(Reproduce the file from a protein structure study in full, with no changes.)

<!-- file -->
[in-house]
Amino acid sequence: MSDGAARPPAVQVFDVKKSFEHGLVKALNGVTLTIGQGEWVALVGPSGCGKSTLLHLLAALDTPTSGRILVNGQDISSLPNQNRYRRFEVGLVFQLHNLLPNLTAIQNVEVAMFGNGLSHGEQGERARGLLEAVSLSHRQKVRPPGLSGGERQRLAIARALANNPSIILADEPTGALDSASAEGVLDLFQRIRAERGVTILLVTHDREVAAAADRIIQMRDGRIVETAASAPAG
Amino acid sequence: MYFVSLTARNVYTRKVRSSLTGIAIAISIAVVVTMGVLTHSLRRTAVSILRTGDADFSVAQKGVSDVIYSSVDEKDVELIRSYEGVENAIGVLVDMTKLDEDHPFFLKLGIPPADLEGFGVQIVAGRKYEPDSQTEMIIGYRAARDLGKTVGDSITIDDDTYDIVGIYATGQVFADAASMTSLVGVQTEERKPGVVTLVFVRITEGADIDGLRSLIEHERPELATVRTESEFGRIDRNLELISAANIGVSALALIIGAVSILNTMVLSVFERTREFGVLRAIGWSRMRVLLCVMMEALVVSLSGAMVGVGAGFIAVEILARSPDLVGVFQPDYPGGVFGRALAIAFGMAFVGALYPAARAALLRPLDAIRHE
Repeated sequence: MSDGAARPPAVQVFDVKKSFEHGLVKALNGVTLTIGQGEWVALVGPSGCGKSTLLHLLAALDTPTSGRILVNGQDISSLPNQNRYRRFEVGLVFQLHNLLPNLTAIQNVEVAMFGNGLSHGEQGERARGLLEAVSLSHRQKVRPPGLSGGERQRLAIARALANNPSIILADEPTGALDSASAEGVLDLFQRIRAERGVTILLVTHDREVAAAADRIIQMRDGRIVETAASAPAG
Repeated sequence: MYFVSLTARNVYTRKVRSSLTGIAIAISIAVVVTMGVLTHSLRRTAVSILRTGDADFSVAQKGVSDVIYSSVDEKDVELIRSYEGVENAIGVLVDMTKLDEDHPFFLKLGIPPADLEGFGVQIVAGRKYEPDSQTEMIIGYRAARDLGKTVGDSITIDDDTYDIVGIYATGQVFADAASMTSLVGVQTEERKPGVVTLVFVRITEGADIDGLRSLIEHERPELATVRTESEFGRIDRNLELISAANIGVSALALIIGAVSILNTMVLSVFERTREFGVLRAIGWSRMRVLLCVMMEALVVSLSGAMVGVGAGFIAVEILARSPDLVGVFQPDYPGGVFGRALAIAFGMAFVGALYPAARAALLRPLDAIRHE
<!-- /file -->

[in-house]
Amino acid sequence: MSDGAARPPAVQVFDVKKSFEHGLVKALNGVTLTIGQGEWVALVGPSGCGKSTLLHLLAALDTPTSGRILVNGQDISSLPNQNRYRRFEVGLVFQLHNLLPNLTAIQNVEVAMFGNGLSHGEQGERARGLLEAVSLSHRQKVRPPGLSGGERQRLAIARALANNPSIILADEPTGALDSASAEGVLDLFQRIRAERGVTILLVTHDREVAAAADRIIQMRDGRIVETAASAPAG
Amino acid sequence: MYFVSLTARNVYTRKVRSSLTGIAIAISIAVVVTMGVLTHSLRRTAVSILRTGDADFSVAQKGVSDVIYSSVDEKDVELIRSYEGVENAIGVLVDMTKLDEDHPFFLKLGIPPADLEGFGVQIVAGRKYEPDSQTEMIIGYRAARDLGKTVGDSITIDDDTYDIVGIYATGQVFADAASMTSLVGVQTEERKPGVVTLVFVRITEGADIDGLRSLIEHERPELATVRTESEFGRIDRNLELISAANIGVSALALIIGAVSILNTMVLSVFERTREFGVLRAIGWSRMRVLLCVMMEALVVSLSGAMVGVGAGFIAVEILARSPDLVGVFQPDYPGGVFGRALAIAFGMAFVGALYPAARAALLRPLDAIRHE
Repeated sequence: MSDGAARPPAVQVFDVKKSFEHGLVKALNGVTLTIGQGEWVALVGPSGCGKSTLLHLLAALDTPTSGRILVNGQDISSLPNQNRYRRFEVGLVFQLHNLLPNLTAIQNVEVAMFGNGLSHGEQGERARGLLEAVSLSHRQKVRPPGLSGGERQRLAIARALANNPSIILADEPTGALDSASAEGVLDLFQRIRAERGVTILLVTHDREVAAAADRIIQMRDGRIVETAASAPAG
Repeated sequence: MYFVSLTARNVYTRKVRSSLTGIAIAISIAVVVTMGVLTHSLRRTAVSILRTGDADFSVAQKGVSDVIYSSVDEKDVELIRSYEGVENAIGVLVDMTKLDEDHPFFLKLGIPPADLEGFGVQIVAGRKYEPDSQTEMIIGYRAARDLGKTVGDSITIDDDTYDIVGIYATGQVFADAASMTSLVGVQTEERKPGVVTLVFVRITEGADIDGLRSLIEHERPELATVRTESEFGRIDRNLELISAANIGVSALALIIGAVSILNTMVLSVFERTREFGVLRAIGWSRMRVLLCVMMEALVVSLSGAMVGVGAGFIAVEILARSPDLVGVFQPDYPGGVFGRALAIAFGMAFVGALYPAARAALLRPLDAIRHE